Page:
Edna Mahan does have some gender-restricted posts that must be filled by female staff.
For example, in Cottage C, Edna Mahan’s Special Needs housing unit, where prisoners with the
most intensive mental health needs are housed, policy requires that certain shifts and posts be
filled by female staff. Edna Mahan staff reported during our on-site review that even when
female staff are assigned to the gender-restricted posts that involve constant observation of
women prisoners in their cells, there are not enough female staff to relieve them when they go on
breaks. Therefore, male officers fill in for female officers during breaks, which violates the
gender-restricted post requirements and results in male officers conducting constant observation
of women prisoners who may need to undress or use the toilet. Indeed, we witnessed male
officers conducting constant observation and filling in for other supposedly gender-restricted
posts during our on-site review.
In an April 2018 request that acknowledged Edna Mahan’s “crucial need” for additional
gender-restricted posts, Edna Mahan’s Administrator noted that Edna Mahan has “many
challenges to safety, security and key PREA issues regarding the prevention of staff sexual
misconduct and the prevention of prison rape on a daily basis. These challenges are primarily
due to the lack of female staff.” Edna Mahan’s administrator requested additional genderrestricted posts to ensure adequate supervision, including constant watch; yard movements;
contraband detection; pat downs; and strip searches. NJDOC reported in March 2019 that they
have designated more gender-restricted posts for Edna Mahan, but fewer posts than were
recommended or are necessary.11
A.

Officials at Edna Mahan Knew of the Risk to Prisoners from Staff Sexual Abuse
and Disregarded It.

Officials at NJDOC and Edna Mahan have been on notice of incidents of staff sexual
abuse of prisoners for years and have failed to adequately address the deficiencies that enabled
the abuse to occur. By disregarding the obvious risks to prisoner safety, officials at Edna Mahan
evinced a deliberate indifference to prisoners’ constitutional rights. Farmer, 511 U.S. at 842.

11

Any gender-restricted posts must be evaluated through a process to determine compliance with Title VII of the
Civil Rights Act of 1964, as amended, 42 U.S.C. §§ 2000e, et seq., and ensure the requirements are met for a bonafide occupational qualification.

22

While the criminal indictments of eight Edna Mahan staff between May 2016 and April
2019 focused attention on sexual abuse at Edna Mahan, the problems have existed for many
years. In the 1990s and 2000s, at least eight other correction officers and other Edna Mahan staff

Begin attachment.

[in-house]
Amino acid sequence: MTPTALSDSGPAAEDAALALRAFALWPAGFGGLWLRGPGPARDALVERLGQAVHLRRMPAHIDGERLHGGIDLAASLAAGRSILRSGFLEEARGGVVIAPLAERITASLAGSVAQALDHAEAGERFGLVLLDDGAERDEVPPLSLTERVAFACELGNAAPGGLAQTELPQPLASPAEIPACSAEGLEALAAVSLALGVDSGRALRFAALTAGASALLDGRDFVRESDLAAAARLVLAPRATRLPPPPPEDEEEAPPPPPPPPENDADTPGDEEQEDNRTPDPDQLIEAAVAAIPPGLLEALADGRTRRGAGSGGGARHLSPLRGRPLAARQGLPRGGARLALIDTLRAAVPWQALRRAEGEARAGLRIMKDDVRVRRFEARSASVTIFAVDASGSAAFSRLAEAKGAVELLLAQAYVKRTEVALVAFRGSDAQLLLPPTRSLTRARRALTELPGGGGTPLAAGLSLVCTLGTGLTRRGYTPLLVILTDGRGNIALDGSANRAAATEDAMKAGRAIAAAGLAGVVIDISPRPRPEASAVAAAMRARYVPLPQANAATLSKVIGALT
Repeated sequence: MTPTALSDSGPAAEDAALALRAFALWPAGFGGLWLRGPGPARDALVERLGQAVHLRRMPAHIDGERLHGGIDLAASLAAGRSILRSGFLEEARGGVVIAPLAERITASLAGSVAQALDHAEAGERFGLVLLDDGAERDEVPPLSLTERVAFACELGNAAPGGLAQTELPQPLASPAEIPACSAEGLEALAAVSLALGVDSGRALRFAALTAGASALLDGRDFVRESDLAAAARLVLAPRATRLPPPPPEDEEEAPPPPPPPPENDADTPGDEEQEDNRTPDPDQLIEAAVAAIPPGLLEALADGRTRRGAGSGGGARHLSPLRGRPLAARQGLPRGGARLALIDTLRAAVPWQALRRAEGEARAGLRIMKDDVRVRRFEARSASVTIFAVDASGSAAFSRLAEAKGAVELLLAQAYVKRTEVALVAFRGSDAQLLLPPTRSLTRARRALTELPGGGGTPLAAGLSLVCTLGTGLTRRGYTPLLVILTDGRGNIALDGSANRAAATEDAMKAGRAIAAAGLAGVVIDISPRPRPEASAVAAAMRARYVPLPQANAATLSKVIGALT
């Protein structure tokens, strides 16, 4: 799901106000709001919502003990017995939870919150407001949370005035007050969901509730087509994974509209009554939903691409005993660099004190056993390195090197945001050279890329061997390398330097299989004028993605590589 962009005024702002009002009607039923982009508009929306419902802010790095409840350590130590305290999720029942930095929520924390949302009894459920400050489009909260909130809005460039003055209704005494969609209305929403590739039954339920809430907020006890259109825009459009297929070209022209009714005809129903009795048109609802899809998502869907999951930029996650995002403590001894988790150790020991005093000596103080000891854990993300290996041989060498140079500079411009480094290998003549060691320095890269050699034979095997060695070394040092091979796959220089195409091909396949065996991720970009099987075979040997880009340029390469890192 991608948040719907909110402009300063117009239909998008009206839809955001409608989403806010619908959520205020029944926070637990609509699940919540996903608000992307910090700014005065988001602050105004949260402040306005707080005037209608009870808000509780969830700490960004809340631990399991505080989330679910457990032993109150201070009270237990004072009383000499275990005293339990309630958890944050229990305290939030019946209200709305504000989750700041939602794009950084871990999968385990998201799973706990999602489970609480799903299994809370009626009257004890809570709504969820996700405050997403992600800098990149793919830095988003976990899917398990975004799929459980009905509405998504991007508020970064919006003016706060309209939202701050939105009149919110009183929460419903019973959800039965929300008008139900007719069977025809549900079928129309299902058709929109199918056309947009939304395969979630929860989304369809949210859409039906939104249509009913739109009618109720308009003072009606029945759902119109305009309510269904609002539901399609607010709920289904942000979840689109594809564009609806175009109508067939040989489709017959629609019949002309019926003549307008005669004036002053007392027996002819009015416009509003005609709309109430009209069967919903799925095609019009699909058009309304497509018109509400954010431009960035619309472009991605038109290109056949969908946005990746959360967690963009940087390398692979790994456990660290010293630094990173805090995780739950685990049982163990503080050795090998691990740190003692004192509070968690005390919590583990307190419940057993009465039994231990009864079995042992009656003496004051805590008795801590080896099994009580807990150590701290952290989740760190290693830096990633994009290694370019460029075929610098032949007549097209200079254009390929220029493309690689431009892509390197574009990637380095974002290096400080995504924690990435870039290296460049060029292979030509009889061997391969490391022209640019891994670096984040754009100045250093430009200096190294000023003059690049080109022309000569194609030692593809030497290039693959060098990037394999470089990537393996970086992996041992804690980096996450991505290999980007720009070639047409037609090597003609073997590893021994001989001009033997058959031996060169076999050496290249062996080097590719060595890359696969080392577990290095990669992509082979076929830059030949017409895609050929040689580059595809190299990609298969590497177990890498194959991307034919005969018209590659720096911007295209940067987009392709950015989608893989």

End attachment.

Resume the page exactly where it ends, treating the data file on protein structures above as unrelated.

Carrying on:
members were charged with crimes relating to sexual abuse. In April 2002, NJDOC’s
Commissioner sent a letter to “remind all staff” not to permit themselves “to become overfamiliar” with prisoners, including by engaging in “sexual behavior” with prisoners. The letter
further notes that “in the [NJDOC], there have been far too many instances of such misconduct.”
In 2005, the Third Circuit found that NJDOC was not deliberately indifferent to sex abuse
because it lacked notice of such incidents. Heggenmiller v. Edna Mahan Corr. Inst. for
Women, 128 F. App’x 240, 248 (3d Cir. 2005). After this opinion’s detailed recounting of such
incidents, NJDOC was certainly on notice of unacceptable incidents of sex abuse in its facilities.
In 2010 and 2011, three correction officers were fired after several women prisoners alleged
sexual abuse dating back to 2008. At least 16 women claimed they were beaten or sexually
abused by one correction officer between 2008 and 2010. Seven of them have formally accused
the officer of physical and sexual abuse in two lawsuits filed in state and federal court. While
this officer maintained his innocence and was never criminally charged, he recently agreed to a
$75,000 consent judgment to settle a lawsuit by six former prisoners. Another prisoner was
pursuing a lawsuit against three correction officers related to sexual abuse, and the case settled in
2018.
Current and former prisoners at Edna Mahan described sexual abuse of prisoners by
correction officers as “an open secret.” There is no indication that NJDOC took reasonable
responses to prevent correction officers and staff from continuing to sexually abuse prisoners at
Edna Mahan.
1. Edna Mahan’s Administration Failed to Review Pertinent Information Concerning
Incidents of Sexual Abuse and Sexual Harassment
Despite documentation of a long-standing problem with sexual abuse at Edna Mahan, the
administration failed to take sufficient remedial measures. We found no evidence to demonstrate
a reasonable response to sexual abuse incident review process at Edna Mahan, which is essential